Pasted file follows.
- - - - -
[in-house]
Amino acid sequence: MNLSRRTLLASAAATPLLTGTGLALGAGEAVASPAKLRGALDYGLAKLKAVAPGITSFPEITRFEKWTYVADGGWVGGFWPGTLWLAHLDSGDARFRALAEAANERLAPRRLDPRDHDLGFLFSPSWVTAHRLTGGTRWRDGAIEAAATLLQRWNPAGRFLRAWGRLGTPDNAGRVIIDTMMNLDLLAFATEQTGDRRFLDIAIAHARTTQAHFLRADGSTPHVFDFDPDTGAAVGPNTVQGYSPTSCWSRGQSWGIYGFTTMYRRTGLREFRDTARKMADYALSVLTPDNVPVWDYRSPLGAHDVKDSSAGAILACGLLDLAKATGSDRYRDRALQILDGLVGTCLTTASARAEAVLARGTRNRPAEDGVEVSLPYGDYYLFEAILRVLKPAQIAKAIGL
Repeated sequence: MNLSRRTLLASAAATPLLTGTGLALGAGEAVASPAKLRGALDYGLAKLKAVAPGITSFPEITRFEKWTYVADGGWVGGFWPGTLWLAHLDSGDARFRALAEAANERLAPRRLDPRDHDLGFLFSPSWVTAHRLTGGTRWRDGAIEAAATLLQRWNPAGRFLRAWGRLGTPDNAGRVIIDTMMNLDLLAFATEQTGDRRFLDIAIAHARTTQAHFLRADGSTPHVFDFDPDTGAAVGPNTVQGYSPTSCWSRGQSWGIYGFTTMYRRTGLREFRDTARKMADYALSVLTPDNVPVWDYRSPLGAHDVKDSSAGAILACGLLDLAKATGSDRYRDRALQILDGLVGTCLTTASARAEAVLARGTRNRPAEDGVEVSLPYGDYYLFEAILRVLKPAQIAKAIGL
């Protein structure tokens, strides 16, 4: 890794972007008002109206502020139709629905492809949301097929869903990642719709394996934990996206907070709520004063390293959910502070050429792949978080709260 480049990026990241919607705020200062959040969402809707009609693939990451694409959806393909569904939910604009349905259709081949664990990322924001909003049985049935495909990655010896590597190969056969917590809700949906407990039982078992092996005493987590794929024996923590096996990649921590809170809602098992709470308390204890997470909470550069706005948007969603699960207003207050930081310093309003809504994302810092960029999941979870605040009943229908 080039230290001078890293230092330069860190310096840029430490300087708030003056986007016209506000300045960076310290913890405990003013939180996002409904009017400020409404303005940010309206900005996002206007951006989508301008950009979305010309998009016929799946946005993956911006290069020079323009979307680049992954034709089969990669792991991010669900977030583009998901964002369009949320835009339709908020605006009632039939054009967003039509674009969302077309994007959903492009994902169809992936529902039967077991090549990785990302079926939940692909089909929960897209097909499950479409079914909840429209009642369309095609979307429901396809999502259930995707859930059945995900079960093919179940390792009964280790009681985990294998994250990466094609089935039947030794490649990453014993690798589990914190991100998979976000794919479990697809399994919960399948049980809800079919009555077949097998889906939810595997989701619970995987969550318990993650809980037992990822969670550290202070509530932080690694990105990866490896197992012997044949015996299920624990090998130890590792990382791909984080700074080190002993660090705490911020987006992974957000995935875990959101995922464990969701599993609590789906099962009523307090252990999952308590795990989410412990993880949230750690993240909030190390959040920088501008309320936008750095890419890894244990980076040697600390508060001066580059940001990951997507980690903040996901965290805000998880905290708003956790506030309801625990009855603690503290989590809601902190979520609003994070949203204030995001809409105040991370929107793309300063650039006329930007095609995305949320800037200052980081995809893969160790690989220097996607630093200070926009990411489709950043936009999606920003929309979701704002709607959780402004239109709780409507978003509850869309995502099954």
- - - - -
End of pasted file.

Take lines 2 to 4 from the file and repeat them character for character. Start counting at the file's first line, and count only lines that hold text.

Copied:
Amino acid sequence: MNLSRRTLLASAAATPLLTGTGLALGAGEAVASPAKLRGALDYGLAKLKAVAPGITSFPEITRFEKWTYVADGGWVGGFWPGTLWLAHLDSGDARFRALAEAANERLAPRRLDPRDHDLGFLFSPSWVTAHRLTGGTRWRDGAIEAAATLLQRWNPAGRFLRAWGRLGTPDNAGRVIIDTMMNLDLLAFATEQTGDRRFLDIAIAHARTTQAHFLRADGSTPHVFDFDPDTGAAVGPNTVQGYSPTSCWSRGQSWGIYGFTTMYRRTGLREFRDTARKMADYALSVLTPDNVPVWDYRSPLGAHDVKDSSAGAILACGLLDLAKATGSDRYRDRALQILDGLVGTCLTTASARAEAVLARGTRNRPAEDGVEVSLPYGDYYLFEAILRVLKPAQIAKAIGL
Repeated sequence: MNLSRRTLLASAAATPLLTGTGLALGAGEAVASPAKLRGALDYGLAKLKAVAPGITSFPEITRFEKWTYVADGGWVGGFWPGTLWLAHLDSGDARFRALAEAANERLAPRRLDPRDHDLGFLFSPSWVTAHRLTGGTRWRDGAIEAAATLLQRWNPAGRFLRAWGRLGTPDNAGRVIIDTMMNLDLLAFATEQTGDRRFLDIAIAHARTTQAHFLRADGSTPHVFDFDPDTGAAVGPNTVQGYSPTSCWSRGQSWGIYGFTTMYRRTGLREFRDTARKMADYALSVLTPDNVPVWDYRSPLGAHDVKDSSAGAILACGLLDLAKATGSDRYRDRALQILDGLVGTCLTTASARAEAVLARGTRNRPAEDGVEVSLPYGDYYLFEAILRVLKPAQIAKAIGL
């Protein structure tokens, strides 16, 4: 890794972007008002109206502020139709629905492809949301097929869903990642719709394996934990996206907070709520004063390293959910502070050429792949978080709260 480049990026990241919607705020200062959040969402809707009609693939990451694409959806393909569904939910604009349905259709081949664990990322924001909003049985049935495909990655010896590597190969056969917590809700949906407990039982078992092996005493987590794929024996923590096996990649921590809170809602098992709470308390204890997470909470550069706005948007969603699960207003207050930081310093309003809504994302810092960029999941979870605040009943229908 080039230290001078890293230092330069860190310096840029430490300087708030003056986007016209506000300045960076310290913890405990003013939180996002409904009017400020409404303005940010309206900005996002206007951006989508301008950009979305010309998009016929799946946005993956911006290069020079323009979307680049992954034709089969990669792991991010669900977030583009998901964002369009949320835009339709908020605006009632039939054009967003039509674009969302077309994007959903492009994902169809992936529902039967077991090549990785990302079926939940692909089909929960897209097909499950479409079914909840429209009642369309095609979307429901396809999502259930995707859930059945995900079960093919179940390792009964280790009681985990294998994250990466094609089935039947030794490649990453014993690798589990914190991100998979976000794919479990697809399994919960399948049980809800079919009555077949097998889906939810595997989701619970995987969550318990993650809980037992990822969670550290202070509530932080690694990105990866490896197992012997044949015996299920624990090998130890590792990382791909984080700074080190002993660090705490911020987006992974957000995935875990959101995922464990969701599993609590789906099962009523307090252990999952308590795990989410412990993880949230750690993240909030190390959040920088501008309320936008750095890419890894244990980076040697600390508060001066580059940001990951997507980690903040996901965290805000998880905290708003956790506030309801625990009855603690503290989590809601902190979520609003994070949203204030995001809409105040991370929107793309300063650039006329930007095609995305949320800037200052980081995809893969160790690989220097996607630093200070926009990411489709950043936009999606920003929309979701704002709607959780402004239109709780409507978003509850869309995502099954």